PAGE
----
Motivation lags sometimes, even in the most enthusiastic and driven people. When one of your top performers falls into a rut and finds it hard to put in their usual effort, it can mean missed innovation, a lull in productivity and sometimes even a drop in profits.
You can watch for several signs of an unmotivated employee, according to HR specialist, Kristen DeFazio. Sometimes, employees who typically deliver above-average work may no longer want to exceed expectations. Other times, energetic employees may lose their enthusiasm for interacting with colleagues or clients. You also might notice employees pushing back more and resisting when they are asked to do something.
When you see the signs of a struggling employee, it’s time to step in and work on a solution together. For example, employees may be having trouble in their personal life and could benefit from adjusted office hours or a lighter workload temporarily. Unless you talk with them, you won’t know how you can help.
In this issue of Promotional Consultant Today, we share tips from DeFazio on how to help employees rekindle their motivation at work.
Understand the cause. The first step to helping an unmotivated employee is understanding what’s causing them to lose motivation. The best way to do this, according to DeFazio, is simply to ask. Invite them to a virtual lunch or schedule some time to have a casual conversation to talk about how things are going. You could say something like, “I like that you always share great ideas in meetings, and I noticed you haven’t been speaking up lately. What’s going on?” Keep in mind that employees are most likely to share when they already have a trusting relationship with their boss.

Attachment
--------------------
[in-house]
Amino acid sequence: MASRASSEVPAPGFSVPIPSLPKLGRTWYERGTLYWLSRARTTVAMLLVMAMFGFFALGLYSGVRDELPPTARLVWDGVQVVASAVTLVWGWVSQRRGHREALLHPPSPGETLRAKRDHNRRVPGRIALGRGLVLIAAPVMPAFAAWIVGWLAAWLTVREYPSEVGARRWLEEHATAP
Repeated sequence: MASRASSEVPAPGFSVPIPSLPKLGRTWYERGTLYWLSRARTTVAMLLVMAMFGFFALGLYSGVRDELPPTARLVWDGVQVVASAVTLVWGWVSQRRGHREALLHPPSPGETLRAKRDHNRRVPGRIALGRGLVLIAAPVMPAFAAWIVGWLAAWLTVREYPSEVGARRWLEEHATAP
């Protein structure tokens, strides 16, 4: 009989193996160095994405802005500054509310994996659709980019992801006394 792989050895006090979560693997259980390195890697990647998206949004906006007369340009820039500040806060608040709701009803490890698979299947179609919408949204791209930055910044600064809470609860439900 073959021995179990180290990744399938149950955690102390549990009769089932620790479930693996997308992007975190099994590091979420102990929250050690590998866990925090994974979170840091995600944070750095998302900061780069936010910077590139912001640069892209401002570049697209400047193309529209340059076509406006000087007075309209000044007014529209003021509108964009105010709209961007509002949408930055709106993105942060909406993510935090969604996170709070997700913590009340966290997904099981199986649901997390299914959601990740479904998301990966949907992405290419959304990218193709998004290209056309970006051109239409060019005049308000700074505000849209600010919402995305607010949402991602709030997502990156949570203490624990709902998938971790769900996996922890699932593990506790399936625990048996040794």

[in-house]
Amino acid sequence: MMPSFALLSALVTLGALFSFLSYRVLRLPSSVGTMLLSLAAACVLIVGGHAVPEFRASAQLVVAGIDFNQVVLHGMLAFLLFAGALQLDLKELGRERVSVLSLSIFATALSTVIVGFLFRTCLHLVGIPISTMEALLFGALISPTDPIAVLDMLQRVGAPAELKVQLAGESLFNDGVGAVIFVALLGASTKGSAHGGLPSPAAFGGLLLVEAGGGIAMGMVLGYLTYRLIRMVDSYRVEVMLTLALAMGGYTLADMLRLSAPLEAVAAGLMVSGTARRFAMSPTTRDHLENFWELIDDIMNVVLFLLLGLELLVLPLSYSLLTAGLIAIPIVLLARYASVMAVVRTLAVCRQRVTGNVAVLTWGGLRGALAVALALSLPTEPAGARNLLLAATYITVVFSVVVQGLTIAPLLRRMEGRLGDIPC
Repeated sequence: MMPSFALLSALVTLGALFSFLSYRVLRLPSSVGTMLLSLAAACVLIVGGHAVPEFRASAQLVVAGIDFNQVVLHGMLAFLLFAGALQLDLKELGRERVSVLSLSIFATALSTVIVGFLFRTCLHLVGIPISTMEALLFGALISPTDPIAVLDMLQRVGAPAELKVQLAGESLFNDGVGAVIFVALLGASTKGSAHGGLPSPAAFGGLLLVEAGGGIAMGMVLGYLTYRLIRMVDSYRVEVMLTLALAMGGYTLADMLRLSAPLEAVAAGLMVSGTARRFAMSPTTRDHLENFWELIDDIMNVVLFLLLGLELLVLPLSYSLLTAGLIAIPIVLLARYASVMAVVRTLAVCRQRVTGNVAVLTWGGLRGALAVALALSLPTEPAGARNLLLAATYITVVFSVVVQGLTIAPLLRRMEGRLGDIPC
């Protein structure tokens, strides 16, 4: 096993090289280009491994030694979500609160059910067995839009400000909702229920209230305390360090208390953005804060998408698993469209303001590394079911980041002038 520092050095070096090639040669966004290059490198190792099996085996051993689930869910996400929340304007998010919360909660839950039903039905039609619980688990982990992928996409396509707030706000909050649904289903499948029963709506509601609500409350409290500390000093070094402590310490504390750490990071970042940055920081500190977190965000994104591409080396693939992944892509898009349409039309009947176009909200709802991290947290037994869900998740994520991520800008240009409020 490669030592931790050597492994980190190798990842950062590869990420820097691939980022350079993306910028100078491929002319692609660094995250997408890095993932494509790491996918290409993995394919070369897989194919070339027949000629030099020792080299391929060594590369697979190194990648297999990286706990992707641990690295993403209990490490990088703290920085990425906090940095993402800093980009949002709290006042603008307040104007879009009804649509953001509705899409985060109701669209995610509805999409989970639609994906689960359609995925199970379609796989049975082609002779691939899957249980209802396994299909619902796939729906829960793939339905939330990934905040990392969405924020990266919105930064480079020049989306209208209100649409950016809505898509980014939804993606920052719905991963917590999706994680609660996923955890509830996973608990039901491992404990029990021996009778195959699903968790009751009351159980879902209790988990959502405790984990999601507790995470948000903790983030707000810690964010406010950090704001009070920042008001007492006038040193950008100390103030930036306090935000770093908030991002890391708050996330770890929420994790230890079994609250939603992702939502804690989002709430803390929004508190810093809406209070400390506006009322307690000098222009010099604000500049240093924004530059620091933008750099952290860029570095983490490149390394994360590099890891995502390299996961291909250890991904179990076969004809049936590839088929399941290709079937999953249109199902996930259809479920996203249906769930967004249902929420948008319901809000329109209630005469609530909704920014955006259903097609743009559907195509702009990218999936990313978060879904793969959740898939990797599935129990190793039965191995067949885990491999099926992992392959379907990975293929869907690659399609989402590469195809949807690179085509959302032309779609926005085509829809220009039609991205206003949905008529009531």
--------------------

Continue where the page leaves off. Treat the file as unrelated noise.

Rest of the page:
Talk things through. When you notice an employee struggling to find their motivation, there could be a simple fix. Talk with them about how they feel in their current role or with their current responsibilities. Perhaps they are feeling burned out or they are frustrated when other sales reps are not held accountable. Sometimes, they may feel they have outgrown their role and want to take on more responsibility. DeFazio says that a promotion may sometimes be a proactive measure to avoid dissatisfaction in the first place.
Get to know your employees better. To improve motivation, you must know what motivates your employees. In your conversations, find out what drives your sales reps. Are they motivated by bonuses and incentives when they hit certain benchmarks? Do they value flexible work hours, or do they want to improve their skills through training and development programs? What’s important and motivating to one employee may look different from someone else, so be sure to custom tailor your approach for each sales rep.
Offer a challenge. If you can’t offer a promotion or perks to re-inspire your employees, try a challenge, suggests DeFazio. She says if the employee is up for it, giving them the freedom and independence to tackle a problem can refresh their wellspring of innovation. It also gives the employee a chance to learn a new skill or work in a different area that could stretch their talents and give them more visibility.
Productivity slumps and lack of motivation happen from time to time. However, if you see this becoming a trend on your team, take steps to reignite that lost motivation. Figure out what’s behind the slump and determine what could help turn things around. Whether your employees could benefit from some flexibility or the challenge of taking on a new project, you can help them rediscover their enthusiasm and get them back to performing at their best.
Compiled by Audrey Sellers
Source: Kristen DeFazio is a human resources specialist at Insperity. With more than 10 years of HR experience, DeFazio is a strategic and contemporary leader, passionate about employee satisfaction and development in relation to overall performance and profitability.
Used with permission from PPAI Publications